We see it in Scripture—and unfortunately, in real life—all the time.
A person is highly gifted. Anointed. Being used by the Lord. But then they get stupid and everyone is left scratching their head.
Samson’s Final Vengeance
Take Samson. Called and chosen before conception. A Nazarite from birth. Called to judge Israel and save them from the Philistines. But his downfall was women. After living a pure, set apart life, he hits young adulthood and lusts after a Philistine woman (Judg. 14:3). He took her as his wife (in clear violation of Deuteronomy 7:3), and in his youthful arrogance, baited his 30 Philistine “companions” with a silly riddle. He then allowed his wife to manipulate him into divulging the answer to his riddle. So he seized the prize from 30 men of Askalon, a Philistine town 20 miles away. Scripture says the Spirit of the Lord came on him in power (Judg. 14:19) and he conquered these unsuspecting men.
Yes, he was anointed. He had the Spirit of God. But was he fulfilling God’s call on his life? Then adding injury to insult, he abandoned his wife in a huff. Her father gave her to one of the friends. When Samson decided he wanted her back but her father refused, he tied torches to the tails of 300 foxes and burned the grain of the Philistines. This, of course, caused even more ire among the Philistines, who threatened the Israelites. His response was neither wise nor politically correct. “I merely did to them what they did to me” (Judg. 15:11).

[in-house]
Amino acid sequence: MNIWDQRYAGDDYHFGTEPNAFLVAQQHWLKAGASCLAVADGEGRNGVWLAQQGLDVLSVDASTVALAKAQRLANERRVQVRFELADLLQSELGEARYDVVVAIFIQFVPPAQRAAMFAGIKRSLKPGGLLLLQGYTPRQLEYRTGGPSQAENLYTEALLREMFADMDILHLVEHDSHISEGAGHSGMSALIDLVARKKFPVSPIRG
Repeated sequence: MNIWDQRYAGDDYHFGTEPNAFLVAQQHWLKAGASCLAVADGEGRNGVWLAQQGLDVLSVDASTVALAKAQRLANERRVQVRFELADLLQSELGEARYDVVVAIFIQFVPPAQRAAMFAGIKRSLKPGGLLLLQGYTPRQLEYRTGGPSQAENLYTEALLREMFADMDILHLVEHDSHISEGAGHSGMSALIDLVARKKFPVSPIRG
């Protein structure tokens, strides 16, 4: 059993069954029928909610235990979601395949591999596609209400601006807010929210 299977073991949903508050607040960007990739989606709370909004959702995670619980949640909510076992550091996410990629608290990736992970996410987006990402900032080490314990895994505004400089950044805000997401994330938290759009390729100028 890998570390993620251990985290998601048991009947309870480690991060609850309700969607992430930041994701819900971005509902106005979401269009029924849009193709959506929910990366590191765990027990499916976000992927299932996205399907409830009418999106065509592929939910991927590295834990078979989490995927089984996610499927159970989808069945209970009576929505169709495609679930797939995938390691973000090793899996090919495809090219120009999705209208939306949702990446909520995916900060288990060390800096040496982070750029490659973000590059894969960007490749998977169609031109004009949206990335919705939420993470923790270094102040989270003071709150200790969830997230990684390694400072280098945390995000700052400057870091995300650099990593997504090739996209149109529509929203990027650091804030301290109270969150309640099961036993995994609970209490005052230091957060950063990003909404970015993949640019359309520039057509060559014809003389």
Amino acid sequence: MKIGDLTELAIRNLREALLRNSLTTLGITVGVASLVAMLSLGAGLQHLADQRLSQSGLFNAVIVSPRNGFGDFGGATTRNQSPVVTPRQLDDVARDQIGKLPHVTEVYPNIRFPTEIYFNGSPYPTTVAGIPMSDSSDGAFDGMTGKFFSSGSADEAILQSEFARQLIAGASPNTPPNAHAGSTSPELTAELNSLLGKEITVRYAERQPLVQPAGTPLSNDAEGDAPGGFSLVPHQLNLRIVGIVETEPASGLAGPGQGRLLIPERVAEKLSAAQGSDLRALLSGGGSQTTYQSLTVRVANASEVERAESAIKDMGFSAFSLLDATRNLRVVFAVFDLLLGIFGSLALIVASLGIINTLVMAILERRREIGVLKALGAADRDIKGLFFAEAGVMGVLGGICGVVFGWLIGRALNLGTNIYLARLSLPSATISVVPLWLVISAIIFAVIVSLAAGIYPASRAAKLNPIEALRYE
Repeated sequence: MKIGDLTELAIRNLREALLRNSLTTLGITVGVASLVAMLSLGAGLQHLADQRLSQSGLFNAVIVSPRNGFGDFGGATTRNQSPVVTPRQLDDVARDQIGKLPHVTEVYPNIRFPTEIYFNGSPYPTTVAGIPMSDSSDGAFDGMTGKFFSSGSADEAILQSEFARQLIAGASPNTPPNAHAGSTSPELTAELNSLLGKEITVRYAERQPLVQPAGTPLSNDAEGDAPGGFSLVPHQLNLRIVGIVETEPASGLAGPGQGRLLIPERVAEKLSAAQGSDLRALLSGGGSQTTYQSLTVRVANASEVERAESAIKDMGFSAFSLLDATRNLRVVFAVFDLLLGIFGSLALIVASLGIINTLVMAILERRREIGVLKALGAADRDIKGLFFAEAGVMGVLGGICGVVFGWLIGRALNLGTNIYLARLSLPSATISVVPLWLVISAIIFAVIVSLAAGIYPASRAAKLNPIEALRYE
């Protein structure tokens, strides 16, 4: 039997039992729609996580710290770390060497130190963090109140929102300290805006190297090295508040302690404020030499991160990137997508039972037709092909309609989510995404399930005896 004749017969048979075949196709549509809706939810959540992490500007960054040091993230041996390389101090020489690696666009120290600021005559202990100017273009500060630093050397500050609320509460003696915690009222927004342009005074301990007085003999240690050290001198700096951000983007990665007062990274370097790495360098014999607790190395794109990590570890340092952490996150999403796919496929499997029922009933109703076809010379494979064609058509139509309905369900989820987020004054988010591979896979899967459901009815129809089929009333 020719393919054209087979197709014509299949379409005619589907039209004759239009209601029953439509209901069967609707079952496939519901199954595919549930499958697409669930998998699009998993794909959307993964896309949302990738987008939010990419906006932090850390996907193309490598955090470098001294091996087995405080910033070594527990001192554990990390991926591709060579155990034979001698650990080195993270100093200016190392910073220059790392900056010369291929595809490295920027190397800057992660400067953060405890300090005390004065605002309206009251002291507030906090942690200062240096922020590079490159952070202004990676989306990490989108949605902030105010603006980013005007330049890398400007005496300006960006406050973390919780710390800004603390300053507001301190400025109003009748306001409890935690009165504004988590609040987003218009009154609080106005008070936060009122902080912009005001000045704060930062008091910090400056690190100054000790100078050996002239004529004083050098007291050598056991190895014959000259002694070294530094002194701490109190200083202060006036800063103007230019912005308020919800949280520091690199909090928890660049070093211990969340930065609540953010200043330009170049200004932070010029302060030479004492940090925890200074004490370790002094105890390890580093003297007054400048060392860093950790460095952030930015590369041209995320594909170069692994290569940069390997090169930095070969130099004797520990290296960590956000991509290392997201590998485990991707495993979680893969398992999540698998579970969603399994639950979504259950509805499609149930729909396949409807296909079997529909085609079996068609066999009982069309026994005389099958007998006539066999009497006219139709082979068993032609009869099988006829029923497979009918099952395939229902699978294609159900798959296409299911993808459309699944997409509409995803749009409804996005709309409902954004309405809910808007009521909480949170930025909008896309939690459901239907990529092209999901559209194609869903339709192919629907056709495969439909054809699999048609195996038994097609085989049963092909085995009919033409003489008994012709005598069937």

The Israelites tied him up to turn him over to the Philistines, but Scripture says that the “Spirit of the Lord came upon him in power. The ropes on his arms became like charred flax, and the bindings dropped from his hands” (Judg. 15:14). He grabbed the jawbone of a donkey and killed another 1000 Philistines (Judg. 15:16), violating the prohibition against touching anything dead (Lev. 11:39) and possibly compromising his Nazarite vow.
Did Samson learn his lesson? No way. He went to the Philistine seaport of Gaza and slept with a prostitute, again becoming a target the Philistines (Judg. 16:1-3).
Lesson learned? Surely, you say. Nope. “Sometime later” he fell in love with yet another woman – Delilah, who collaborated with the Philistines. And once again he was snared by her pleadings to learn the source of his strength. It took a while as they toyed with one another, but in the end, Samson caved to her wiles and divulged the source of his strength. He was captured, blinded, and imprisoned.
Stupid, stupid, stupid! It’s easy to criticize Samson. His weaknesses are so obvious. Maybe ours aren’t quite as glaring. Or are they? But how is it that we are so willing to test the grace of God by giving in to our individual weaknesses and expecting Him to work through us anyway? And why does God continue to honor the anointed when they (we) give in to sin? I don’t know the answer to these questions, but personally, I am committed to pursue splendor and try my best to avoid stupidity. How about you?